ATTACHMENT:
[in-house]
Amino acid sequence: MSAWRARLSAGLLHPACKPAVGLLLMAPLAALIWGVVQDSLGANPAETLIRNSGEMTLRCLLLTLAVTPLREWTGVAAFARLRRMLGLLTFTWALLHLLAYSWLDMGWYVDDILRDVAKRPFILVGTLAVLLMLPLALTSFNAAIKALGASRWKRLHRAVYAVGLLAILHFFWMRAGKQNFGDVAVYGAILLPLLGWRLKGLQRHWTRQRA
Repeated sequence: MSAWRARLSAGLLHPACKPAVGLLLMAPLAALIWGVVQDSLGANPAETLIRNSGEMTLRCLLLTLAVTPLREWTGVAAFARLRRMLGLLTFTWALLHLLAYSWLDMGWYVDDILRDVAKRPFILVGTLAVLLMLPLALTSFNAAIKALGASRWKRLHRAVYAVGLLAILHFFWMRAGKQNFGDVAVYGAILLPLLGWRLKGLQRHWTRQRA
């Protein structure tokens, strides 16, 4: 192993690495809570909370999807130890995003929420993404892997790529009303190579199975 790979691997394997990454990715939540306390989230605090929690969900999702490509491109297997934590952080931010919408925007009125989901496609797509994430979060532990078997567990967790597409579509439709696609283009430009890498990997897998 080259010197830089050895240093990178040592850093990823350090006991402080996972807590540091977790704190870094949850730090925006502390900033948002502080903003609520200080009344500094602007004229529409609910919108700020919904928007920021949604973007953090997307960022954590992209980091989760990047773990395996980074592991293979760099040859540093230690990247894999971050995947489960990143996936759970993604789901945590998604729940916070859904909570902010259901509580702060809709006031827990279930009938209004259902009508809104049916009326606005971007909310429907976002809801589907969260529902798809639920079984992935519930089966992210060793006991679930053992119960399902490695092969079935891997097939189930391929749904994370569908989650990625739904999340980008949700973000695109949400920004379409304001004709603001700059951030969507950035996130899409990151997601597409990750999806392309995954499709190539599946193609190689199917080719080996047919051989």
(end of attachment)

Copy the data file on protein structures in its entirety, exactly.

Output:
[in-house]
Amino acid sequence: MSAWRARLSAGLLHPACKPAVGLLLMAPLAALIWGVVQDSLGANPAETLIRNSGEMTLRCLLLTLAVTPLREWTGVAAFARLRRMLGLLTFTWALLHLLAYSWLDMGWYVDDILRDVAKRPFILVGTLAVLLMLPLALTSFNAAIKALGASRWKRLHRAVYAVGLLAILHFFWMRAGKQNFGDVAVYGAILLPLLGWRLKGLQRHWTRQRA
Repeated sequence: MSAWRARLSAGLLHPACKPAVGLLLMAPLAALIWGVVQDSLGANPAETLIRNSGEMTLRCLLLTLAVTPLREWTGVAAFARLRRMLGLLTFTWALLHLLAYSWLDMGWYVDDILRDVAKRPFILVGTLAVLLMLPLALTSFNAAIKALGASRWKRLHRAVYAVGLLAILHFFWMRAGKQNFGDVAVYGAILLPLLGWRLKGLQRHWTRQRA
């Protein structure tokens, strides 16, 4: 192993690495809570909370999807130890995003929420993404892997790529009303190579199975 790979691997394997990454990715939540306390989230605090929690969900999702490509491109297997934590952080931010919408925007009125989901496609797509994430979060532990078997567990967790597409579509439709696609283009430009890498990997897998 080259010197830089050895240093990178040592850093990823350090006991402080996972807590540091977790704190870094949850730090925006502390900033948002502080903003609520200080009344500094602007004229529409609910919108700020919904928007920021949604973007953090997307960022954590992209980091989760990047773990395996980074592991293979760099040859540093230690990247894999971050995947489960990143996936759970993604789901945590998604729940916070859904909570902010259901509580702060809709006031827990279930009938209004259902009508809104049916009326606005971007909310429907976002809801589907969260529902798809639920079984992935519930089966992210060793006991679930053992119960399902490695092969079935891997097939189930391929749904994370569908989650990625739904999340980008949700973000695109949400920004379409304001004709603001700059951030969507950035996130899409990151997601597409990750999806392309995954499709190539599946193609190689199917080719080996047919051989």